Governor Lamont Announces Closure of Willard Correctional Institution
Last week, in the face of continuing demands from Katal and other community groups to shut down prisons in Connecticut, Governor Ned Lamont announced plans to close Willard Correctional Institution on April 1, 2023. Over the last decade, community groups and advocates have pushed for decarceration, and the prison population has declined by nearly 45%. During this same period, there was also a 43% reduction in violent crime in Connecticut. This closure will save taxpayers in Connecticut at least $6.5 million annually.
In response to the closure, we released the following statement from our co-executive director Lorenzo Jones:
“Closing the Willard Correctional Facility is the right thing to do. Willard is the third prison to be shut down in the last two years, and this is a testament to decades of organizing in Connecticut to end mass incarceration. At the Katal Center, our membership has organized to cut the correctional population, shut down prisons, and win investments in real community safety – housing, health care, education, jobs. So it’s good to see Lamont announcing a prison closure, but it’s not enough. Lamont needs to take the necessary next steps here. First, the savings from this prison closure must be invested in the Black, Brown, and low-income communities most harmed by criminalization and mass incarceration in our state. Second, Connecticut’s prison population has decreased by 5,000 people in the last five years, yet the size of the Department of Corrections has remained relatively constant. The DOC remains one of the largest departments in the state, with more staff than the Department of Transportation. Lamont should cut the size of the Dept of Corrections and shutter more prisons. Every day, Katal organizers are talking with Connecticut residents, and every day, we hear the same thing: communities want investments in the things that produce real safety – housing, health care, education, jobs. Now is the time for sustained action to end our reliance on incarceration and advance racial justice in Connecticut.”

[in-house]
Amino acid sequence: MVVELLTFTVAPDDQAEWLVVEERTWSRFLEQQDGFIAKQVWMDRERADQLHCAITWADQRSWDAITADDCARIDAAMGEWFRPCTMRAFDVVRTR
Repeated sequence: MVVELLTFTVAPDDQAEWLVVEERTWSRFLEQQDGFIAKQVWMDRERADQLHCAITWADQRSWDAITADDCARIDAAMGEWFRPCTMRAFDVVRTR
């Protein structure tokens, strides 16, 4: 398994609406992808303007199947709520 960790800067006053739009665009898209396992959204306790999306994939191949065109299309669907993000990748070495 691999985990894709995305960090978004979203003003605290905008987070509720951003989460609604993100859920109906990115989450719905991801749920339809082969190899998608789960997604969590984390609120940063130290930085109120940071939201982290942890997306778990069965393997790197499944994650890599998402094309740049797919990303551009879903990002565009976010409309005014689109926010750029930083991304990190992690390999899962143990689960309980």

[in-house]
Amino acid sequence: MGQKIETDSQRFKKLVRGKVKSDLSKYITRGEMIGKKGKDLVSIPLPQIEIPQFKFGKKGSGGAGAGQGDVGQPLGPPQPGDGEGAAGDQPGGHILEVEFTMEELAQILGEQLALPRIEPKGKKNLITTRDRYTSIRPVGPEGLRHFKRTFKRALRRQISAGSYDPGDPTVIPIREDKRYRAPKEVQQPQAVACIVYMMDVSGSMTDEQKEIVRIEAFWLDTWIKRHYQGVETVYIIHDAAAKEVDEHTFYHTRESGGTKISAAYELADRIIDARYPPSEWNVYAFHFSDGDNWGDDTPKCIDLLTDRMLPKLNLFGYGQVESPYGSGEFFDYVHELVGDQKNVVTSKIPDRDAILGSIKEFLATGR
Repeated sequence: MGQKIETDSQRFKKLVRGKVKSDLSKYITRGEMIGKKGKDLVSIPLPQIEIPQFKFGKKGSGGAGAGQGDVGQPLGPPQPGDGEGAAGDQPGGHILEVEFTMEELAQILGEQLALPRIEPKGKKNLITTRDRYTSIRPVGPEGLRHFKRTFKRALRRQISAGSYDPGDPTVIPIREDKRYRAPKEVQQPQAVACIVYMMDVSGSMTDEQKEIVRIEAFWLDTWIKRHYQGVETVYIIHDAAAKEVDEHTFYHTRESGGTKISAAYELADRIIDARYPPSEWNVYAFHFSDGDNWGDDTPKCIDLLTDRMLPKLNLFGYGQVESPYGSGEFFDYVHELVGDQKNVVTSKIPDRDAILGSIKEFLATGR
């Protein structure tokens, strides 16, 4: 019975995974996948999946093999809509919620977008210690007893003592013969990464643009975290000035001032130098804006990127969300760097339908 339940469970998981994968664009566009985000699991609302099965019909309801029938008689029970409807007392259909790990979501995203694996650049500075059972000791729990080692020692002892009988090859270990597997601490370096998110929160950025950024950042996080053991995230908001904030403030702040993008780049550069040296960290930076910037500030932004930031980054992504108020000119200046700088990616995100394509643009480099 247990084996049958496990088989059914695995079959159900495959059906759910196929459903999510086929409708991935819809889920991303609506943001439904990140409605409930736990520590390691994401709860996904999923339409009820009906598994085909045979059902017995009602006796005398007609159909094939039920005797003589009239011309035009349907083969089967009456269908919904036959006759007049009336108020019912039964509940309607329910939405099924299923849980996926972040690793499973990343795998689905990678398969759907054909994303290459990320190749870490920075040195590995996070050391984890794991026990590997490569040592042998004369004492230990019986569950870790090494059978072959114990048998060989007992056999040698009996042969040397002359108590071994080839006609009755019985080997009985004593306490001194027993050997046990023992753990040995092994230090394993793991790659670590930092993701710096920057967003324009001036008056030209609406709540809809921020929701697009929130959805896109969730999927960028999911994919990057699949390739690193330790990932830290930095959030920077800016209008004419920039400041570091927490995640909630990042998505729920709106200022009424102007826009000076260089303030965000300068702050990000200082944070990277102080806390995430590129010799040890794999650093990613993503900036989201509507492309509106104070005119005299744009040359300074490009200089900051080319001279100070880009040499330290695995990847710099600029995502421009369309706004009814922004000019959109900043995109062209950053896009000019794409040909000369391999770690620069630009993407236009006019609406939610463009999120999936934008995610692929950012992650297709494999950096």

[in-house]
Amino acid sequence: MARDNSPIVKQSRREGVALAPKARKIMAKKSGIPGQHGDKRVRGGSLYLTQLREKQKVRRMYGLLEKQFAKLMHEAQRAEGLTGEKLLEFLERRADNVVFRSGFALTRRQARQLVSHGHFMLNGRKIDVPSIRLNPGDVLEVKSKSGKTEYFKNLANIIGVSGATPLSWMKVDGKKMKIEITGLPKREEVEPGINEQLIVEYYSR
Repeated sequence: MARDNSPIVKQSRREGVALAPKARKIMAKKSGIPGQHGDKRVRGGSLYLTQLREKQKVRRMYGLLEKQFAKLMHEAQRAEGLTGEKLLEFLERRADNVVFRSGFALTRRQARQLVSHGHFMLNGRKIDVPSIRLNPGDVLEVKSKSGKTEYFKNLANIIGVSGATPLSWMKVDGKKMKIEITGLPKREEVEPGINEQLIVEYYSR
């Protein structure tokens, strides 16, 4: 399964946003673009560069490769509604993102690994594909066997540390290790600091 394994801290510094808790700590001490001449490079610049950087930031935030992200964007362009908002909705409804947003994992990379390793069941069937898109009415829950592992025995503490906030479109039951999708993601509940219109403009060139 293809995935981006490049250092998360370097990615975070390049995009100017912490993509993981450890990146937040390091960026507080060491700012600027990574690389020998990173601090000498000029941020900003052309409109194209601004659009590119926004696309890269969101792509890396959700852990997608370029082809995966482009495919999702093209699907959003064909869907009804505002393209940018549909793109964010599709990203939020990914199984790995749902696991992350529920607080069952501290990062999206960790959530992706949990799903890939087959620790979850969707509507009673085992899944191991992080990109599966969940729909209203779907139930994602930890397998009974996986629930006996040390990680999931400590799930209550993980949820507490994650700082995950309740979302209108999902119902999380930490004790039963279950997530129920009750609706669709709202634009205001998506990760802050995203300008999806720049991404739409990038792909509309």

To get involved in our #CutShutInvestNY campaign, please email Maribel at email@example.com.
COVID-19 Behind Bars
As COVID-19 resurged over the winter months, the number of cases inside the Connecticut Department of Corrections has spiked. This has resulted in multi-week-long lockdowns at the state’s largest prison, MacDougall-Walker Correctional Institution. This week, our member, Claudia Cupe, who has a loved one incarcerated spoke to the CT Insider about how the conditions on the inside have been “just terrible all around.” Incarcerated people remain in dangerous conditions due to the virus and Governor Lamont’s lackluster response. Read the full piece here.
Growing Power: A Cultivating Justice Workshop Series
On Saturday, February 18th we’re joining Cultivating Justice for their Grow Power workshop series in Middletown, CT at Wesleyan University. There will be workshops on Gardening 101, Black Herbalism & Healing, and Fishing 101. Register for the workshops here. As part of the series, we’ll also be leading a workshop on our flagship Building Leadership and Organizational Capacity (BLOC) Organizer Training. This session is intended for current community organizers and/or any individual interested in an examination of how power functions in the community and how to shift it towards those most marginalized. Register here to attend the BLOC Organizer Training.
Katal Quotes of the Week
These are some of the quotes we’re thinking about this week.
“It is so easy to have principles. Far, far harder to live by them.”— N.K. Jemisin
“Do the best you can until you know better. Then when you know better, do better.”–Maya Angelou
“We understood that politics is nothing but war without bloodshed and war is nothing but politics with bloodshed.”–Fred Hampton
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Katal works to strengthen the people, policies, institutions, and movements that advance equity, health, and justice. Join us: web, Twitter, Facebook! Email: firstname.lastname@example.org Phone: 646.875.8822.